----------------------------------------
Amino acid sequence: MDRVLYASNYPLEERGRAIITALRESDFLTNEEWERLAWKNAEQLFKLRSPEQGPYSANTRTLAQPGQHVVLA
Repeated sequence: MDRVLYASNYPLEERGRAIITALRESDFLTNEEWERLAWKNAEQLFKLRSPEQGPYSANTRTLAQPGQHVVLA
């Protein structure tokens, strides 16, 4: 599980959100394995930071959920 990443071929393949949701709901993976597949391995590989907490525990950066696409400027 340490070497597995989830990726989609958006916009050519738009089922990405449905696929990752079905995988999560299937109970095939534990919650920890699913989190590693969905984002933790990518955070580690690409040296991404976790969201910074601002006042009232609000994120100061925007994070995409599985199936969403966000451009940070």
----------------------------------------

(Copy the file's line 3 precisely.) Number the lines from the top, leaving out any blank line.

């Protein structure tokens, strides 16, 4: 599980959100394995930071959920 990443071929393949949701709901993976597949391995590989907490525990950066696409400027 340490070497597995989830990726989609958006916009050519738009089922990405449905696929990752079905995988999560299937109970095939534990919650920890699913989190590693969905984002933790990518955070580690690409040296991404976790969201910074601002006042009232609000994120100061925007994070995409599985199936969403966000451009940070």